Safeguarding European energy independence impossible without securing wind industry and its supply chains
Current crisis threatens Europe’s continued position as leader in renewable energy.
Establishing a level playing field with manufacturers beyond Europe critical to protecting the European wind industry over the long term.
EU member state governments must make swift and bold decisions; action and cooperation necessary at all levels from regional to EU-wide.
Under the unprecedented current energy crisis, wind targets have been raised by EU member states, sending a clear signal about the vital role that wind will play in achieving energy security goals.
Europe’s future as a leader in renewable energy, and its freedom to make independent energy decisions, is jeopardized by the severity of the current energy crisis. The wind industry can contribute to providing Europe with energy security and independence through domestic, clean and competitive sources, but only if the European governments act swiftly to guarantee it is treated as a strategic industry.
With this in mind, Siemens Gamesa, a pioneer and one of the global leaders in the sector, published its white paper “Europe’s energy sovereignty is in imminent danger: why we need the European wind industry – and how to safeguard it,” today. The white paper highlights how the recent exceptional pressures on the wind industry led to a challenging financial situation, and the steps that can be implemented at a Europe-wide level to mitigate these risks and realize the green energy transition.
While benefits of utility-scale wind energy are well understood, the white paper calls for the sector as a whole to be declared an industry of strategic importance, in order to be able to instigate the technology and capacity necessary to deliver the European Green Deal.
Siemens Gamesa’s CEO Jochen Eickholt comments, “This white paper clearly states the simple safeguards that the wind industry requires from regulators to deliver European energy security and timely energy transition. Without intervention and cooperation among governments, manufacturers and suppliers, the energy transition here in Europe will become unattainable and Europe will lose its position as a global leader in the wind industry. The implications for European countries, and the rest of the world, are obvious. We urge regulators to take on board the five imperatives detailed in this white paper, and to work with us to deliver them. Without these safeguards, Europe’s energy independence is impossible.”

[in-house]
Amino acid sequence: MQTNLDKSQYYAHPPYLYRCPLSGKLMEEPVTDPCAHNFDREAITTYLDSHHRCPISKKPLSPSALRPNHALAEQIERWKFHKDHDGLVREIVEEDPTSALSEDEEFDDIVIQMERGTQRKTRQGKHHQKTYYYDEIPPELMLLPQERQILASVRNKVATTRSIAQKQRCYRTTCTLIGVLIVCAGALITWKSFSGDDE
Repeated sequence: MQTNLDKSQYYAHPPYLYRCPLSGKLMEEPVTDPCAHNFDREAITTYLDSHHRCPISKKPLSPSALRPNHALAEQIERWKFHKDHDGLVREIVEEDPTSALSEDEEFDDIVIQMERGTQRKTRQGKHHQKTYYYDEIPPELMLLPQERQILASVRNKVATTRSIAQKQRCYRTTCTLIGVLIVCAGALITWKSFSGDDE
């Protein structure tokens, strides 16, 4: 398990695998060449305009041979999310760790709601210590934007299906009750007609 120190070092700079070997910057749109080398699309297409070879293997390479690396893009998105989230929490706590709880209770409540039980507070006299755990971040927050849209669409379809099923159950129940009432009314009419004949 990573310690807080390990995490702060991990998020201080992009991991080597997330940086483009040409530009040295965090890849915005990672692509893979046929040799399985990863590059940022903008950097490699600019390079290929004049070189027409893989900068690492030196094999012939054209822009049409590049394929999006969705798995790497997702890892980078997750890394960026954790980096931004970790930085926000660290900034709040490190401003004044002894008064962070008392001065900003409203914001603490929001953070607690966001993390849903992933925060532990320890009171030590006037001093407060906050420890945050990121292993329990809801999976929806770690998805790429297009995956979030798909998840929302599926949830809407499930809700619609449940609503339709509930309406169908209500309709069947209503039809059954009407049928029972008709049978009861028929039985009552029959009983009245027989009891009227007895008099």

Why Europe’s wind industry needs support and why it’s crucial to safeguard it
European wind turbine manufacturers currently create the most advanced wind turbines for use both on land and at sea. The industry also plays a leading role within the green hydrogen production value chain, which will be crucial in the future for creating both sustainable industries and energy supplies for households. The industry not only serves the domestic market, it also creates new opportunities abroad.
However, the sector’s ability to produce profitably is currently threatened by auctions solely driven by price, slow permitting and, ultimately, soaring prices for energy, commodities and transport. On top of that, the pandemic resulted in a scarcity of key components for wind turbines, and Russia’s war of aggression against Ukraine worsened supply chain issues. As a result, wind turbine manufacturers are operating at massive losses and cannot invest to satisfy growing demands for wind energy.
The white paper also highlights the exceptional pressures the wind industry has faced in recent years, and what can be implemented at a Europe-wide level to mitigate these and deliver the green energy transition:
1. Turn targets into real opportunities and provide market visibility by accelerating the approval of wind power plant permits and establishing a visible project-pipeline for manufacturers and suppliers to load existing factories, and plan for new capacities.
2. Manage price risks and stabilize supply chains while compensating for inflation rises.
3. Support domestic innovation and foster technology competence. Energy security cannot be achieved through auctions solely based on price. Governments must get qualitative, not just quantitative, criteria correct in auctions.
4. Establish a level playing field across Europe to protect the European wind industry over the long term. This can be done through trade and/or fiscal policy instruments that would offset subsidies from other countries or through strict requirements in pre-qualification and participation conditions for tenders.
5. Consider the wind industry to be of strategic importance and invest today to secure its stability well into the future.
The white paper is clear throughout that, while none of these measures are unfeasible, coordinated action on an EU, international, national and regional basis will be required. Successful implementation will deliver clean energy, GDP growth, a continuation of technological leadership within Europe and long-term employment for hundreds of thousands of European citizens.
It also warns that, while there is little time left to initiate the necessary steps, this opportunity is not yet lost and that, with decisive leadership and swift action, the tipping point may yet be avoided.